My new Think Again column is George McGovern—A Lifetime of Conscience and ourage

And I did a longish article for The Nation called “The Mainstream Media's Trivial Pursuit of Campaign 2012”

Have you seen the video a fan made for Ben Harper and Charlie Musselwhite’s “I Don't Believe A Word You Say?”

I was among the fortunate who go to see Crosby Stills and Nash do their entire first album in its entirety—the only time they have ever done so—at the Beacon on Monday night. And what a thing of beauty it was. Suite: Judy Blue Eyes was done with just Stephen’s guitar until the “dododododo” part when the full band came in and one got to relive one’s entire life for the past half century or so, depending on how one felt about it (and assuming one’s memory had not been destroyed, which in this crowd…) In any case, I saw the full show on Saturday night and it reinforced my belief that these three guys (and this crack band) have never sounded better. It’s a really strong argument for getting old. They made their own lives impossible when they were at their peak in the early seventies, and had Graham Nash not been one of the most decent men on the planet, who knows, someone might have gotten killed. Now everybody’s all grown up and been through who knows what and so how lucky they feel to be able to make these lovely sounds—and to play some real rock that flows from Stephen’s intense lead guitar—before people who appreciate them and will pay good money—good enough, at least to sell out the Beacon for five straight shows.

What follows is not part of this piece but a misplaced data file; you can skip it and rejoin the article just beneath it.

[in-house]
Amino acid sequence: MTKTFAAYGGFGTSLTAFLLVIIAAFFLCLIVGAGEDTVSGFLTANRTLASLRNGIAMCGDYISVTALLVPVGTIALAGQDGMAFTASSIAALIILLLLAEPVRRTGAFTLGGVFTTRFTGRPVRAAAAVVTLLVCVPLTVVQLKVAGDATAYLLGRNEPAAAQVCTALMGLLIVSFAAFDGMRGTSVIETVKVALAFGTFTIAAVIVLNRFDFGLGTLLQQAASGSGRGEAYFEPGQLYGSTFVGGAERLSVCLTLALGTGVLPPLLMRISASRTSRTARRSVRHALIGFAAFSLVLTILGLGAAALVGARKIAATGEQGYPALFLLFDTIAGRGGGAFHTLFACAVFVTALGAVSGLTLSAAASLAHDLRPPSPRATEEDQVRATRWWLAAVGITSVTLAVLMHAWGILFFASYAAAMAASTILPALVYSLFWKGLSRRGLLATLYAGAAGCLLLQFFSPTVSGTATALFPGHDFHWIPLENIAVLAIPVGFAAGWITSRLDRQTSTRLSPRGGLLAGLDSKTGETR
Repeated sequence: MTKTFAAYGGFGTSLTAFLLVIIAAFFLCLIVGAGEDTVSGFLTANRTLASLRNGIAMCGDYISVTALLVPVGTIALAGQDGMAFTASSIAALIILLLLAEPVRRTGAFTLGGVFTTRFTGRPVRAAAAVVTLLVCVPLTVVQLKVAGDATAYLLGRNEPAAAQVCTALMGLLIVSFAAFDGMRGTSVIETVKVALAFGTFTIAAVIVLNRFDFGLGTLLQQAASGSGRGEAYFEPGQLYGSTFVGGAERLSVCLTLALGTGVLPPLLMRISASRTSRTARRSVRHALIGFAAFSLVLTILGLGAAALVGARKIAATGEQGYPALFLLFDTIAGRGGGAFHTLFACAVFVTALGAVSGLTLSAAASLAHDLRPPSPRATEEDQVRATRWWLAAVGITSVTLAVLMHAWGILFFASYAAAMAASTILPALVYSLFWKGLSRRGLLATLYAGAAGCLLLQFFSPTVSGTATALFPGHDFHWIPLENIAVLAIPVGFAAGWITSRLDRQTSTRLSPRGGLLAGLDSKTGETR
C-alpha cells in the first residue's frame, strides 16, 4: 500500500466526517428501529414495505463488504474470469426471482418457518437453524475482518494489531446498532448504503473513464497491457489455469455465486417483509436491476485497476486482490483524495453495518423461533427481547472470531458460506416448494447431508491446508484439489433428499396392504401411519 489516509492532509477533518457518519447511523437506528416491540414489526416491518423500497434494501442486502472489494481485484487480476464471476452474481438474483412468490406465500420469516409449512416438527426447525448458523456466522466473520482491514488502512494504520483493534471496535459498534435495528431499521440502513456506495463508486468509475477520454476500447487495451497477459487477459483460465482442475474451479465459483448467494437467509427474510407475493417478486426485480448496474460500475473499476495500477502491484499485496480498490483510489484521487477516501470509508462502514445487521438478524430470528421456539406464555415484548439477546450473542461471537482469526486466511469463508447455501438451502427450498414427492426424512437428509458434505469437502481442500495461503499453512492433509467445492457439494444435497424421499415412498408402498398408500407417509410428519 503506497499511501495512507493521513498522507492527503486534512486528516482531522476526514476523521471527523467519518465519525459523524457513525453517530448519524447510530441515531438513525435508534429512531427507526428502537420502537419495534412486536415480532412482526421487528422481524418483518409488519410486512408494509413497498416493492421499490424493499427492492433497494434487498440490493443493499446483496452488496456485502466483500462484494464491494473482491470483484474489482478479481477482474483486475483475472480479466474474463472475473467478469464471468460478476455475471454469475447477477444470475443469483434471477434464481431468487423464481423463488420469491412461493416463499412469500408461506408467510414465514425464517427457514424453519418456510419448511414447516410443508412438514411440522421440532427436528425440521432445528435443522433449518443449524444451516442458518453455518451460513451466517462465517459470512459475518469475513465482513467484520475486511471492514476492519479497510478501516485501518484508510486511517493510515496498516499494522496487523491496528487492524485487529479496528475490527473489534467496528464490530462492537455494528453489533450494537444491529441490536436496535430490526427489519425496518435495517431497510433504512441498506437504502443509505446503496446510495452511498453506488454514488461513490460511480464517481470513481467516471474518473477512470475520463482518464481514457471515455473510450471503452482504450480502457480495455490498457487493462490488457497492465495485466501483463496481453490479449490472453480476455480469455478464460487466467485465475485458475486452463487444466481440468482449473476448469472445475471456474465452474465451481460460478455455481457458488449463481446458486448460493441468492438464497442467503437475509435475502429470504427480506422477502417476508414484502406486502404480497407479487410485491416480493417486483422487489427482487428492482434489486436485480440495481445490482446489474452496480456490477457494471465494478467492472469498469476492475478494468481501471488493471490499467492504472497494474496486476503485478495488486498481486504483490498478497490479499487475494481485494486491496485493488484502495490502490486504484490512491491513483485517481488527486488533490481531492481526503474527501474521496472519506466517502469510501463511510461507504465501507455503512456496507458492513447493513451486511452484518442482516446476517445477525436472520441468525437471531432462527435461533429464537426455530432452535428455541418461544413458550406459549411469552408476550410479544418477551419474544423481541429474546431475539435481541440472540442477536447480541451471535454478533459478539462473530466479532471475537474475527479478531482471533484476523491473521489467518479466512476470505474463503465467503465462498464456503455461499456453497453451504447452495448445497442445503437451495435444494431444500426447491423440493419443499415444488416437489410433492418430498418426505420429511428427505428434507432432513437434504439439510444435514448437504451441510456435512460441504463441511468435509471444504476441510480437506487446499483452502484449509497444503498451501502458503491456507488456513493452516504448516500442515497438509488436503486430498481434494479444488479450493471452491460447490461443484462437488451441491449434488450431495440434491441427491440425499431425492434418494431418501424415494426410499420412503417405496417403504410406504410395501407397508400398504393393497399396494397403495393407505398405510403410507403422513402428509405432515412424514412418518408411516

The guys are touring in support of the CSN 2012 CD/DVD/Blu-ray they’ve just released so conveniently, you can see if I know what I’m talking about. I can’t imagine anyone who is interested will be disappointed. (And hey, I’ve failed entirely, but perhaps you can teach your children well…)

Also in the Alterman music-to-work-to rotation is Jerry Garcia/Marle Sanders Keystone Companions: The Complete 1973 Fantasy Recordings. It’s four cds of relaxed, extended jams on songs that have since become classic but you’ll hear them differently here than anywhere else, even when you hear them more than once. Close your eyes and you’re in club, listening to music the way music should be heard, by people playing for the love of it. The harder dey come….

Oh and yes, Dave’s Picks Vol. 4 appears to be sold out already. I have it on now. It’s from my favorite period of the Dead-1976 at the College of William and Mary—before the band got so big you had to see them in hockey arenas—and sounding tight with Keith and Donna before the latter two lost it. It’s a soundboard recording and has the requisite Help/Slip/Frank that divides the good from the great in my view. All these Dave’s Picks are limited editions that appear to sell out right away so keep your eye the ball. The site says you can pre-order them, but I’m confused as it also says they’re sold out. So maybe you want to try, I dunno. Good set though.